Today’s post comes from Assistant Ecologist and Piping Plover specialist Ian Fife.
If you’ve visited some of our popular Great Lakes beaches, you may have noticed restricted areas for a tiny bird no larger than a sparrow.
What’s so important about these birds, and why do we fence off parts of our beaches to protect them?
Continue reading Piping Plovers
Welcome to the July installment of “IBAs in provincial parks,” brought to you by Ontario IBA Coordinator Amanda Bichel of Bird Studies Canada.
This month, we’ll be talking about the Carden Alvar, a terrific example of harmony between Ontario Parks and the Important Bird & Biodiversity Area program.
Carden Alvar is a very special story, weaving together its rare habitat and species, and the stewardship efforts put forth to protect them.
Continue reading Carden Alvar Provincial Park and Important Bird & Biodiversity Area
For the 19th year in a row, Killarney Provincial Park is hosting its Annual Butterfly Count.
And if you’re heading to Killarney on July 8, 2017, we’d like your help!
Continue reading Calling all citizen scientists: come to the Killarney Butterfly Count
Nothing says Canada like a maple leaf. That’s why Sandbanks Provincial Park planted 150 Sugar Maples this spring.
And those maples are part of a bigger plan. Over the past ten years, this Picton-area park has planted a whopping 100,000 trees! This year alone, Sandbanks “grew” by 36,000 trees.
Continue reading Trees for tomorrow at Sandbanks
When we think of bees, we often picture Honey Bees. We imagine a swarm buzzing around a honeycomb hive.
But the Honey Bee is just one of 400 different types of bees in Ontario (and we’re discovering new bee species all the time!).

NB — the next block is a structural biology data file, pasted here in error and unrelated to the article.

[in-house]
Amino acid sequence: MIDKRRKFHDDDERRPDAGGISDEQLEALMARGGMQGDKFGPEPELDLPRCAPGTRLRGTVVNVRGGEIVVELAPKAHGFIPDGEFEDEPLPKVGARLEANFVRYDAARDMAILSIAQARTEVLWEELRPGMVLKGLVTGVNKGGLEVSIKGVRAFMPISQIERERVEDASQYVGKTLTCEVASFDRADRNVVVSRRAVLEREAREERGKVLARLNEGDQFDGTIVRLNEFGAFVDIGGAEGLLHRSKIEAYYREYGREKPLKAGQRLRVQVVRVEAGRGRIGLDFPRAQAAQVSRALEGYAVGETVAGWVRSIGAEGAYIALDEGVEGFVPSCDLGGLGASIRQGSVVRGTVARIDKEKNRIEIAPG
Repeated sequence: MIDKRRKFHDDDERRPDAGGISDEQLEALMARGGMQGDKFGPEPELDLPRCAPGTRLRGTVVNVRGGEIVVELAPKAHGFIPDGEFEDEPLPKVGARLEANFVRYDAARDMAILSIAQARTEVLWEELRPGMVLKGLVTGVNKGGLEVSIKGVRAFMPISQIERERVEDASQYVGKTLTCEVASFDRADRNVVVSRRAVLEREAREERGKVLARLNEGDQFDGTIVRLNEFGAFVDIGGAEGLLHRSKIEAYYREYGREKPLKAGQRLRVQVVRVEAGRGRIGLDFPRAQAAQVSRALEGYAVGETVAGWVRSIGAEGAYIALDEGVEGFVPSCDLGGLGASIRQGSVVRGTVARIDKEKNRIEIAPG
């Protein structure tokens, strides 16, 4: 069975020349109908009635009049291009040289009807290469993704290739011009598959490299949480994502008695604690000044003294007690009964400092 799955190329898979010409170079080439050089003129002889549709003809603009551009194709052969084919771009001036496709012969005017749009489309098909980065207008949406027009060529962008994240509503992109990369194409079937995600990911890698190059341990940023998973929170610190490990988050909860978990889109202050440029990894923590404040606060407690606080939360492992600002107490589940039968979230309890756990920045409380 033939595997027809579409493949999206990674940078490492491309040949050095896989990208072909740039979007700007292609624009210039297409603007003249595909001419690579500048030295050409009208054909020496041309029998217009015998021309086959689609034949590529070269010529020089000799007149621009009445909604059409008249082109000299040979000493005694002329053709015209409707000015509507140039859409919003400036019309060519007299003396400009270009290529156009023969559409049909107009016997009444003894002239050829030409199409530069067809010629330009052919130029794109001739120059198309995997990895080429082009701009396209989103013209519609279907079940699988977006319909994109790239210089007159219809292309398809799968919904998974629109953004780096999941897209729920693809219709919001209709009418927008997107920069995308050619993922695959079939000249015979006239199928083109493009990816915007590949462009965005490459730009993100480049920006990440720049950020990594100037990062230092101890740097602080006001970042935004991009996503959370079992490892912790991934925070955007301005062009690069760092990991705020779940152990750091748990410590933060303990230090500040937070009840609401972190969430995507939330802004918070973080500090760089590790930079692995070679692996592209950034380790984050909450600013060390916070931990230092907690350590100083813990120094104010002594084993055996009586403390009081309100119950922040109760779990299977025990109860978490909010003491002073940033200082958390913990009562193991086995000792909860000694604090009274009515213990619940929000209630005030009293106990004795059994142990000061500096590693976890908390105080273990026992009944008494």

And Honey Bees aren’t even a native species.
In fact, Honey Bees are relatively new to Ontario. They were an agricultural import, brought to North America for honey production and crop pollination. Before Honey Bees crossed the ocean, Ontario’s major pollinators were native bees, whose behaviour is often very different from the stereotypical honey bees.
Here are five other types of bee buzzing around our parks:
Continue reading Guess how many bee species call Ontario home?
Today’s post comes from Jess Matthews, a Natural Heritage Education Specialist at Rondeau Provincial Park.
Imagine your commute to work or school.
Now imagine that multiple mysterious obstacles are now in your way. Your standard commute changes from a leisurely drive, bike or walk to a series of tests that slow your progress and may even endanger your life!
This is what wildlife across the province face as they move to find resources, mates, and suitable habitat for their offspring.
Continue reading Habitat fragmentation: the daily wildlife obstacle course
Due to this spring’s high water levels, many provincial parks experienced flooding that delayed their opening or closed their trails and campgrounds.
Our staff have been working hard to help our parks dry out and re-open for visitors. Take a look at what our teams had to contend with this spring:
Continue reading Spring flooding at Ontario Parks
Calling all citizen scientists!
Grab your paddle and join us for the 21st Annual Loon Counts at Killarney Provincial Park.
Welcome to the May installment “IBAs in provincial parks,” brought to you by Ontario IBA Coordinator Amanda Bichel of Bird Studies Canada.
Did you know Saturday (May 13, 2017) is International Migratory Bird Day! What a wonderful reason to highlight sites renowned for migrating songbirds!
In today’s post, we’re chatting about two of Ontario’s southern-most Important Bird & Biodiversity Areas:
Continue reading IBAs of Ontario Parks: spring migration on Lake Erie
Today’s post comes from Martha Martens, a Natural Heritage Education leader from Killbear Provincial Park.
I’ll admit: when I first heard the word “bioblitz,” I was confused. What does this strange word mean?
It might be helpful to break the word down in order to understand: “bio” means “life” and “blitz” means a “sudden, energetic, and concerted effort, typically on a specific task.”
So a bioblitz is a brief period of time, usually 24 hours, that experts and amateurs come together to specifically record all nature sightings in a given area. All the records are compiled into a single data set of the biodiversity of that location at that point in time.
Continue reading What’s a bioblitz?